A Guide To Being A Great Leader Even When You’re Young

Age may just be a number, but it’s hard to ignore the impact of being a young leader in the workplace. A lot of people equate age with wisdom, which can make it hard for young leaders to make an impact when they first start out. But fear not! Career Girl Daily’s got you covered with our guide to being a great young leader:

Drink the Kool-Aid.

Whether you’re starting your own business, or being promoted within another company, you need to believe with total loyalty in what you’re working for. It’s easier to believe in someone who has faith in themselves, and faith in what they work for. You’ve got to completely immerse yourself in the work that you’re in to show people you’re worth the trust they have to put into you.

Be sensitive to the fact that others might be uncomfortable with this new shift…

Some people have trouble with change, and this includes employees getting new managers. People might be uncomfortable with getting a younger manager, and that’s OK. Give them time to get used to you the same way you would give anyone a chance to get used to a new manager, understanding that there’s always an adjustment period.

…but don’t let that affect your job performance.

Making yourself smaller doesn’t make people feel bigger, and it’s no different at work—you can’t make people feel important by acting like you’re less so. If you’ve been promoted into a position of power, it’s because you’ve earned it, and there’s no point in changing your behaviour to pretend that’s not true. If you act as anything but a competent leader, people will start to doubt your ability!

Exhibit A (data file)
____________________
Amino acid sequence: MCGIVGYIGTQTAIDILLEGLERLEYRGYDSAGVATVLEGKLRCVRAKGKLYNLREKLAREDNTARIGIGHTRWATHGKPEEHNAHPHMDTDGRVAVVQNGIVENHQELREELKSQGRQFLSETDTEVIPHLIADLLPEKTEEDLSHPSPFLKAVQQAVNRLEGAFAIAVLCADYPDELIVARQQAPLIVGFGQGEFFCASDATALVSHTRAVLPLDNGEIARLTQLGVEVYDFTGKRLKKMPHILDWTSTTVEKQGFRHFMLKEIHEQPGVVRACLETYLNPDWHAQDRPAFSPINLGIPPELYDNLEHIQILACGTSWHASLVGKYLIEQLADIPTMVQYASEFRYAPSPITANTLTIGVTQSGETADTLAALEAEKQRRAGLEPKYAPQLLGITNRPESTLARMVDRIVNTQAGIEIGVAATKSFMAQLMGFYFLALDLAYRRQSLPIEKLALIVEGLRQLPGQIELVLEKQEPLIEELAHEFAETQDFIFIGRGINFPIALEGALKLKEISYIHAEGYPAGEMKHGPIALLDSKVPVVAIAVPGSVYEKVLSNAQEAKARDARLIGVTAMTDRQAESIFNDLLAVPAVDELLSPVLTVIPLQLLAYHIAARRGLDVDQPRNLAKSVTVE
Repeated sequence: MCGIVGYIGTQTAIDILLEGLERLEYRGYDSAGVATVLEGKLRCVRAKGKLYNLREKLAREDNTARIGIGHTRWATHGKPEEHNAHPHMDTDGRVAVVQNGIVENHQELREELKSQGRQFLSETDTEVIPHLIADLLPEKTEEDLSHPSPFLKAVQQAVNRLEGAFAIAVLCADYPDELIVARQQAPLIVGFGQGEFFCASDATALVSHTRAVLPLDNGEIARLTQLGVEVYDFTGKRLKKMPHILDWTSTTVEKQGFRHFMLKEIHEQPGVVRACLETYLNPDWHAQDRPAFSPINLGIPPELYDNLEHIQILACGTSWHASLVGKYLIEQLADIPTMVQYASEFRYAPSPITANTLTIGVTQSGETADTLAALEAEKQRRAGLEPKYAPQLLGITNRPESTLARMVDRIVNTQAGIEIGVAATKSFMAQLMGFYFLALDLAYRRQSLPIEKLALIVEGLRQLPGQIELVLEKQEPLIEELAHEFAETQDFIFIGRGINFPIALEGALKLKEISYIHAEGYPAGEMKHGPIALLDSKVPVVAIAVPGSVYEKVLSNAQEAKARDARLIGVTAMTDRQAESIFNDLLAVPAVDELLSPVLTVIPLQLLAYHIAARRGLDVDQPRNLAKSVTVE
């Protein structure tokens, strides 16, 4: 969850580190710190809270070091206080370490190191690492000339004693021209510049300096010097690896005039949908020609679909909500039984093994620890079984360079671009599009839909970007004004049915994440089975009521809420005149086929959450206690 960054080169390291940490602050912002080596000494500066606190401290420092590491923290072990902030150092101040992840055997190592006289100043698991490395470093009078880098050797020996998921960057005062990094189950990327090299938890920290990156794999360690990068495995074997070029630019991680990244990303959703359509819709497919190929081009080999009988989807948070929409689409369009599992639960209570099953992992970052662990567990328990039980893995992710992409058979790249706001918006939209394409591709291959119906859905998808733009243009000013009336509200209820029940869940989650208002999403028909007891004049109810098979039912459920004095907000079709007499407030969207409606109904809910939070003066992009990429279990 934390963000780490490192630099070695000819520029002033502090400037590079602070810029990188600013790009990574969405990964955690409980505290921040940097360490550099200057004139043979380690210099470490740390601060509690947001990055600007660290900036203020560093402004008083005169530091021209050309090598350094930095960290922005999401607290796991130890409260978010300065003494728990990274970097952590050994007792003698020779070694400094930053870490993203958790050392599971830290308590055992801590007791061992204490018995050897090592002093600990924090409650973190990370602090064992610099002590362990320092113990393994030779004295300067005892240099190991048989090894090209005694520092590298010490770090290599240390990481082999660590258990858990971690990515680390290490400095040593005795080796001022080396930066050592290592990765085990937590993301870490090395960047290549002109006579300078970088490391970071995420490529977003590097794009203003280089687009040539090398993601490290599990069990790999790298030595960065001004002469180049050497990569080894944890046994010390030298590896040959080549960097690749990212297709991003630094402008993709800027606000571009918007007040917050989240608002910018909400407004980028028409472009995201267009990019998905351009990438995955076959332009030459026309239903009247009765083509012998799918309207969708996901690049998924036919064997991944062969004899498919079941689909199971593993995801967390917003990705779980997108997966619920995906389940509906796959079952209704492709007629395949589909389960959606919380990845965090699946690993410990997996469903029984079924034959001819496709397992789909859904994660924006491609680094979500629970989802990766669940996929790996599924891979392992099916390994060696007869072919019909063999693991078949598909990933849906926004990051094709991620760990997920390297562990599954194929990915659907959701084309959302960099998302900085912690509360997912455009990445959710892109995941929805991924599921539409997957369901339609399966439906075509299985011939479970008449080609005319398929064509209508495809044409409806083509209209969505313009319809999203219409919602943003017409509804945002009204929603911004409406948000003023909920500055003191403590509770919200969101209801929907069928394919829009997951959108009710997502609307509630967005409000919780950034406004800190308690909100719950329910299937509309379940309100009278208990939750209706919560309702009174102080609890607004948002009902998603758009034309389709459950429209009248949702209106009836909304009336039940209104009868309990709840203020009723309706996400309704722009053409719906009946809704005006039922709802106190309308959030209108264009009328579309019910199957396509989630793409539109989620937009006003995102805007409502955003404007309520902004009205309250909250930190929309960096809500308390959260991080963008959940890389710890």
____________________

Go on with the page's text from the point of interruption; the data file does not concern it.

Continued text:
Take your time.

When you’re the youngest, the stereotype might be that you’re impulsive, or that you lack experience. That’s an unfair assumption, of course, but listening and learning are critical to any new manager’s success, even if you want to dive in and make a big impact right away. Make it clear that you’re interested about learning about your colleagues, that you weigh the options carefully and look before you leap.

Be aware of how it impacts your contributions to the workplace.

Women often struggle with institutional sexism, ideas not being taken seriously until they’re suggested by men, being talked over in meetings, and salary disparities. A lot of these things stem from women not being taken seriously in the workplace, and this is sometimes amplified when you’re a young worker. It’s important to combat these stereotypes when you see them whatever your age, but it’s especially important when you might be seen as less competent simply because you’re a young worker.

Charlotte Bailey

Contributor

Charlotte Bailey is an freelance writer living in London. Originally from Canada, she's a word nerd, compulsive list-maker, and lover of novels & film.

  • Camille Beygui

    Such a great post

    Xoxo

    http://fashionbackyard.blogspot.fr

  • Farah

    Interesting post.
    Very inspiring! – Keep it up :)

  • Jessica C

    What a great topic. I think I’d be interested to hear more about what lingo to avoid, how to position yourself with authority perhaps in the way you walk, or making eye contact, what to wear and what not to wear…etc. Keep up the good work though CGD!!

    Jessica || http://www.mycubiclechic.com

  • Pingback: How She Did It: Glamour's Designer Of The Year Anya Hindmarch - Career Girl Daily()

  • Bonds John

    Well nice said age doesn’t matter when you have motivation and skills.

  • Peter Cabrera

    Really motivating post.I agreed young girls are not considered equally may be because of age or sex discrimination.Our society should focus on the talent and the skills rather then considering girls just nothing.

  • RoyBaker

    This is great post and i am happy to find this informative topic shared here. dupatta collection looking forward for more information..

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